GAP Analysis Report 2015

In spite of rapid increases in the ethnic diversity of the region, Whites are expected to remain the largest ethnic group among its young adult population through 2020 in a state with a Hispanic majority for the 18 to 35 age group.

The 2015 report offers longitudinal data going back to 2006 for college readiness indicators pertaining to regional high school graduates through the 2014-15 school year.  Data about college readiness measured by TAKS/STAAR scores of graduates in English Language Arts, mathematics and both subjects, SAT/ACT results, advanced course/dual enrollment completion, and Free Application for Federal Student Aid (FAFSA) showed patterns of progress similar for the state of Texas and the North Texas region. 

Scores for students of the region on the state TAKS/STAAR assessments in English Language Arts, mathematics, and both subjects have increased over time, and regional student scores tend to be higher than state averages.  Gaps in the achievement of ethnic, gender, and socioeconomic subgroups are apparent, however, in spite of subgroup gains.  Notable in the 2014-15 data were drops in mathematics scores in the state and region sufficient to reverse, for this one year, a rising trend for this subject.

SAT/ACT trend data showed almost no increases in percentages of students taking the tests in the state or region. The percentages of students meeting or exceeding the passing criteria for the tests tended to be higher for students in the region than for those in the state.  Trend data show slight gains in ACT and decreases in SAT scores over time.

Currently, more than 33% of high school students in that state and region enroll in advanced courses, which includes dual enrollment.  Percentages of high school students enrolled in advanced courses/dual enrollment have increased by about 13% in the state and region since 2003, with the rate of regional enrollment exceeding that of the state.  Breaking out dual credit enrollment since 2009 showed the region lagged behind the state on this college readiness measure.  Instead, AP/IB courses were more likely to be taken by students in the North Texas region, compared to those of the state.

This year’s report includes FAFSA completion data.  In both the state and region, although about 53% of seniors completed applications but fewer than 49% were complete.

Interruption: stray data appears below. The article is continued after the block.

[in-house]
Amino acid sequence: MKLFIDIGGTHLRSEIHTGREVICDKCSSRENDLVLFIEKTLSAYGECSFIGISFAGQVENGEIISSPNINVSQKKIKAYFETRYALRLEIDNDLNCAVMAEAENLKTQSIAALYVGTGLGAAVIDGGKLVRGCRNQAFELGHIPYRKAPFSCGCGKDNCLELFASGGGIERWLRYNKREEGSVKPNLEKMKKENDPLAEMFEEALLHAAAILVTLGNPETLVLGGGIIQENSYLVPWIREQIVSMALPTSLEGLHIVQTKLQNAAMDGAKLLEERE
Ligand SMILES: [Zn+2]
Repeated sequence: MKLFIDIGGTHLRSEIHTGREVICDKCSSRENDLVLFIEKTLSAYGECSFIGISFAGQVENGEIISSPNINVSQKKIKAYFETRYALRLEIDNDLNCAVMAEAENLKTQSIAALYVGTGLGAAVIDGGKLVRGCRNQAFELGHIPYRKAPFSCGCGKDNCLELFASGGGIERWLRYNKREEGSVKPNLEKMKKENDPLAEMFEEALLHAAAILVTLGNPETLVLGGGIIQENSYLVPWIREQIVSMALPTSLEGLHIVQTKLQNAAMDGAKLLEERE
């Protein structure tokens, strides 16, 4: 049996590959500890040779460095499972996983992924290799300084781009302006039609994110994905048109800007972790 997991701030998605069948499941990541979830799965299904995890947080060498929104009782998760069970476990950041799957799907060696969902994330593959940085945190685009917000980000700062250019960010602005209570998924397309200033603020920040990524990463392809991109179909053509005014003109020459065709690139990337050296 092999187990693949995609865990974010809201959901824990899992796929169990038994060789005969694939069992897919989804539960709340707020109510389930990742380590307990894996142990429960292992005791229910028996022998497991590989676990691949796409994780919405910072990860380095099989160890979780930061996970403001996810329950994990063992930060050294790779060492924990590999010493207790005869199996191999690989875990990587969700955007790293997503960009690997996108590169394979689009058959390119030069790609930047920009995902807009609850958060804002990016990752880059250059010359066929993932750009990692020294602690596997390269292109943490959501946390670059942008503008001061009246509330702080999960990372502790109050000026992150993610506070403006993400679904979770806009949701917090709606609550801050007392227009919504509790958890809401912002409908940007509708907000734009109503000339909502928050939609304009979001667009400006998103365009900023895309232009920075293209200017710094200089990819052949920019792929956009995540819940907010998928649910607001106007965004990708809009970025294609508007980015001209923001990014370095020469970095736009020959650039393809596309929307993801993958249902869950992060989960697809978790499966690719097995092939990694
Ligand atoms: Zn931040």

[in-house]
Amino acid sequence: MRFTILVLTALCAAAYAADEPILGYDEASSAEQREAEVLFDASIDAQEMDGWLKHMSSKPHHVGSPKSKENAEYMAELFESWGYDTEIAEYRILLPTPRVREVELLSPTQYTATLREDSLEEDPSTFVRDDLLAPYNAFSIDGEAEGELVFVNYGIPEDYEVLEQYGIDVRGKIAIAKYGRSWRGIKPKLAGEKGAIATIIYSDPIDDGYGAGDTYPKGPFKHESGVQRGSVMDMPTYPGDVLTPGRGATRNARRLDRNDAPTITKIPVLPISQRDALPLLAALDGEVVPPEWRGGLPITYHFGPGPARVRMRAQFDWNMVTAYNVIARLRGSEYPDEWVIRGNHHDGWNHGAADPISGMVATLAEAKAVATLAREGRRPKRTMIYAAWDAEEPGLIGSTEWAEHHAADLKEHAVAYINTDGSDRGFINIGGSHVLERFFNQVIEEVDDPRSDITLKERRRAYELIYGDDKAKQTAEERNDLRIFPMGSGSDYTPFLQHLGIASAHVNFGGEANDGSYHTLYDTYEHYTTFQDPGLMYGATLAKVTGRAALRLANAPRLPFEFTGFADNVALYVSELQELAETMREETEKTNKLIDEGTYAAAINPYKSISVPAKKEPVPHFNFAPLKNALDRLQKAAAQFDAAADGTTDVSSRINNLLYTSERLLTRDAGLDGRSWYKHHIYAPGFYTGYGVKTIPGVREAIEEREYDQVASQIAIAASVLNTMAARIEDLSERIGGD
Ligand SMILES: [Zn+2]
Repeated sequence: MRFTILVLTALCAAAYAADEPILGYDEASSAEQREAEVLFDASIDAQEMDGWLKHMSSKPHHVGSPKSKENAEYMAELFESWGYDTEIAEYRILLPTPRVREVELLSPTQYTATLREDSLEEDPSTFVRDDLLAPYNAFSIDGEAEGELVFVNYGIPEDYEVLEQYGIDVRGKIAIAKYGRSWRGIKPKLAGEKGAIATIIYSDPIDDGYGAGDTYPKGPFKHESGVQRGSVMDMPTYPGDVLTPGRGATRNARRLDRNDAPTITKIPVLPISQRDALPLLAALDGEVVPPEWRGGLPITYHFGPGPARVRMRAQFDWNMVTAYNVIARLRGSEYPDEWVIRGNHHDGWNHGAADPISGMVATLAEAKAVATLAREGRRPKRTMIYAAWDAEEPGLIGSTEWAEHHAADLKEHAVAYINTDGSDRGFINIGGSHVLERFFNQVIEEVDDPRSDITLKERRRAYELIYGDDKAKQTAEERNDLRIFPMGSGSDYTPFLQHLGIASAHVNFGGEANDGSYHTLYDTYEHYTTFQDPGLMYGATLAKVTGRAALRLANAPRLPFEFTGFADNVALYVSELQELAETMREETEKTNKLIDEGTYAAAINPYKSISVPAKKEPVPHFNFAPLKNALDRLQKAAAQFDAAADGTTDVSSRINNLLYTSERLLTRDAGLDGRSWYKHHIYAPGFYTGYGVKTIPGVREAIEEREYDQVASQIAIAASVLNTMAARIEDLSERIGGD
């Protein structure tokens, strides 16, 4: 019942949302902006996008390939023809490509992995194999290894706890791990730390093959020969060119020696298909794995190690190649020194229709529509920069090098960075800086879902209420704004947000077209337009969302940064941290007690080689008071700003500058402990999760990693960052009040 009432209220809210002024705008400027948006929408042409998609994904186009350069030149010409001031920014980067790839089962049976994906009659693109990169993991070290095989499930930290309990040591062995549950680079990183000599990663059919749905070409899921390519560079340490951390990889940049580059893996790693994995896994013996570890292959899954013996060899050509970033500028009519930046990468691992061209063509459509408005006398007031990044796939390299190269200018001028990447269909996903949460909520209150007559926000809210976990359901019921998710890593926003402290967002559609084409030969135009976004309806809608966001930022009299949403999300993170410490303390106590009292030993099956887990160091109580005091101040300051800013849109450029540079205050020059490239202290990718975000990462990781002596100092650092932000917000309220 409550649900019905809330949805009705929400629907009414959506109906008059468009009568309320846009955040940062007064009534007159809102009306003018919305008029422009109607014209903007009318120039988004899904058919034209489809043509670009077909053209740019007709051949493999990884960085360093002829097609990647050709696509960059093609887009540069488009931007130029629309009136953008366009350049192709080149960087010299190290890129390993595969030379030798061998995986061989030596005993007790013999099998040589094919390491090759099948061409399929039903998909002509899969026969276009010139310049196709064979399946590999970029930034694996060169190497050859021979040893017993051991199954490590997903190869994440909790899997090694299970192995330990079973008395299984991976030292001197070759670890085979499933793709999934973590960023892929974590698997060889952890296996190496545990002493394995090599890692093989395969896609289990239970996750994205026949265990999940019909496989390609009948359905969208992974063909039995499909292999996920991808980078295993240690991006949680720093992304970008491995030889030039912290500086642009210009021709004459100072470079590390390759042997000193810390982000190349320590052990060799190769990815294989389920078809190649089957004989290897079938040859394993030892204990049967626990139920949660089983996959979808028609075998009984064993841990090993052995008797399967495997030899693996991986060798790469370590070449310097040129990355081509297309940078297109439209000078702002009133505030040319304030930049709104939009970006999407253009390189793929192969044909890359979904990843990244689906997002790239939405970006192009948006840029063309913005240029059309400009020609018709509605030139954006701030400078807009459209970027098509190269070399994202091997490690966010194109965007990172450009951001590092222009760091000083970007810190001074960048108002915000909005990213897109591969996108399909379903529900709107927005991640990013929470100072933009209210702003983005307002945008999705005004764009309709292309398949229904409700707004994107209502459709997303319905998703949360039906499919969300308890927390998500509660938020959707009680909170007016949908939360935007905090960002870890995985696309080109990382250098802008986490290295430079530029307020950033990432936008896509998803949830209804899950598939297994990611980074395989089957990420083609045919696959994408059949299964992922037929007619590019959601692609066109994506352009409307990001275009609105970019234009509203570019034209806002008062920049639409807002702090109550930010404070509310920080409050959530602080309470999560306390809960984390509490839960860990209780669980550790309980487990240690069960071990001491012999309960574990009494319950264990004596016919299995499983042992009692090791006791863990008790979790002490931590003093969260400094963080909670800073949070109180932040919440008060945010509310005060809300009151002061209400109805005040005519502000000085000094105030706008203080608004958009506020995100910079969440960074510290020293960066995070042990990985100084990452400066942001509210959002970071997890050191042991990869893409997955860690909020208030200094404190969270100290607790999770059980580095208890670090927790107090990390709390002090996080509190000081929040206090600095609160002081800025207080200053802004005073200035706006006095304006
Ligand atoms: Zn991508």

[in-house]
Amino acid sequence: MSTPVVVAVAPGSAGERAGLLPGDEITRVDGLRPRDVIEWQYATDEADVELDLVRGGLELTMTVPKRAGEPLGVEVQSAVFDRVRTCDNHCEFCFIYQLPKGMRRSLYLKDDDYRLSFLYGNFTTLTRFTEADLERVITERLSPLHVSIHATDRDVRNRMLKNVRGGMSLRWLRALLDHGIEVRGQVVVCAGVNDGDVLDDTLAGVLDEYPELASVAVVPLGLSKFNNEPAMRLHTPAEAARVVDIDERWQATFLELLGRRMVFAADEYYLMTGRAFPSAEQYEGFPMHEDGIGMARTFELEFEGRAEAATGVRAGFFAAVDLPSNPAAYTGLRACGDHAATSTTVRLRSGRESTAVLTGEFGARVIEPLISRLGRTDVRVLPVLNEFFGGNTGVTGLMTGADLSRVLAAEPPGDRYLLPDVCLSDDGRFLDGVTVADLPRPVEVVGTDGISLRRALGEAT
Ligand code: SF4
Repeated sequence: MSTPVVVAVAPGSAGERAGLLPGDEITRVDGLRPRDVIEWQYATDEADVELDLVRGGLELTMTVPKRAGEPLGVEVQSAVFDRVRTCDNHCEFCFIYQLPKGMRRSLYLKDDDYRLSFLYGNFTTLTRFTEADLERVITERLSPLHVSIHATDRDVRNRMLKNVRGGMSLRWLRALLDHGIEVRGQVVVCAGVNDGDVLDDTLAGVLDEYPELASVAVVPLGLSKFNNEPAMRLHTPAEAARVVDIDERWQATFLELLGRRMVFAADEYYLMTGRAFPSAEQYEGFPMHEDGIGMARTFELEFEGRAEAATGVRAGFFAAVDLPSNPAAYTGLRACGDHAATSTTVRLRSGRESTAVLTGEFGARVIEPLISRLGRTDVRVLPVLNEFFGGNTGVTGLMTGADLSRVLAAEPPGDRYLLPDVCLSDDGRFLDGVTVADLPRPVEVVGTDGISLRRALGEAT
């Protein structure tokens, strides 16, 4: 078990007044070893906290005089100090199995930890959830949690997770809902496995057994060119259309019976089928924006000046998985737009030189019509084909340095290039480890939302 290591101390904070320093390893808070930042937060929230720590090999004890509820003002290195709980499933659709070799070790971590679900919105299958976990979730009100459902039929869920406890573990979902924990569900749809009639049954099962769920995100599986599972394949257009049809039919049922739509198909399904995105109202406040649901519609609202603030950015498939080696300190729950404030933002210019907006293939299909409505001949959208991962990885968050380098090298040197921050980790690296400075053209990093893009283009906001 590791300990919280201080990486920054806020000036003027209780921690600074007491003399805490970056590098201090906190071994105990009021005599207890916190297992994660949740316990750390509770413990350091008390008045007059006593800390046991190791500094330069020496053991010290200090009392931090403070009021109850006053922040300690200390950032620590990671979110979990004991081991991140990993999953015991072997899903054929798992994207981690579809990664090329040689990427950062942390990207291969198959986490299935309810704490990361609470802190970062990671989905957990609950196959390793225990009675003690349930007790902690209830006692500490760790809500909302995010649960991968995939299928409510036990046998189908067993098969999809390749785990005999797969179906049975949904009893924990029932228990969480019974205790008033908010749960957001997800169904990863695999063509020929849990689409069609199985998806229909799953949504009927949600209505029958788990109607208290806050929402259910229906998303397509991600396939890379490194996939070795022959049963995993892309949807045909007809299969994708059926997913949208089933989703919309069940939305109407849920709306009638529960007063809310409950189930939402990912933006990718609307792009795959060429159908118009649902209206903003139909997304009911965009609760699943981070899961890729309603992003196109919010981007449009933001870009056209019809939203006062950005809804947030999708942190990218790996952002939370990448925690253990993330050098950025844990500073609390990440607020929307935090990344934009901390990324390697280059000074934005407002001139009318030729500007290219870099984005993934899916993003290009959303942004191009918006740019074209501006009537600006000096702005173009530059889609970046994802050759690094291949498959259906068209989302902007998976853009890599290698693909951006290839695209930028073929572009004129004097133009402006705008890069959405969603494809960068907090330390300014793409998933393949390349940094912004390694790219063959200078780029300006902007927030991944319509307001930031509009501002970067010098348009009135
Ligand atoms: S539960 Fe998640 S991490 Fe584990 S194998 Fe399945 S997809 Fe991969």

Since 1996, the number of students enrolled in higher education in Dallas, Denton, Collin, and Tarrant counties has more than doubled, with an average of 50% of students going on to college immediately after high school graduation.  In spite of increasing college enrollment for all subgroups, there are gaps for African American and Hispanic compared to White students, for males compared to females, and for socioeconomically disadvantaged students. 

Students who enter college not requiring developmental education are more likely to graduate or to persist in their programs than those requiring developmental education.   However, students in the region who entered 4-year colleges not requiring developmental education were less likely to graduate than those of the state, in general.  Although lower percentages of students in the region who entered 2-year and 4-year colleges required developmental education than comparable students across the state, more than half of regional students who entered 2-year colleges required developmental education.  

Of high school graduates who entered postsecondary education in the region, 27% completed a degree or certificate within 6 years, which is similar to state data.   From 2009 to 2014, the employment rate for regional graduates of 2-year colleges was about 71% and for 4-year colleges, about 73%.  The employment picture in terms of employment rate and mean wage was slightly better for students in the region than in the state.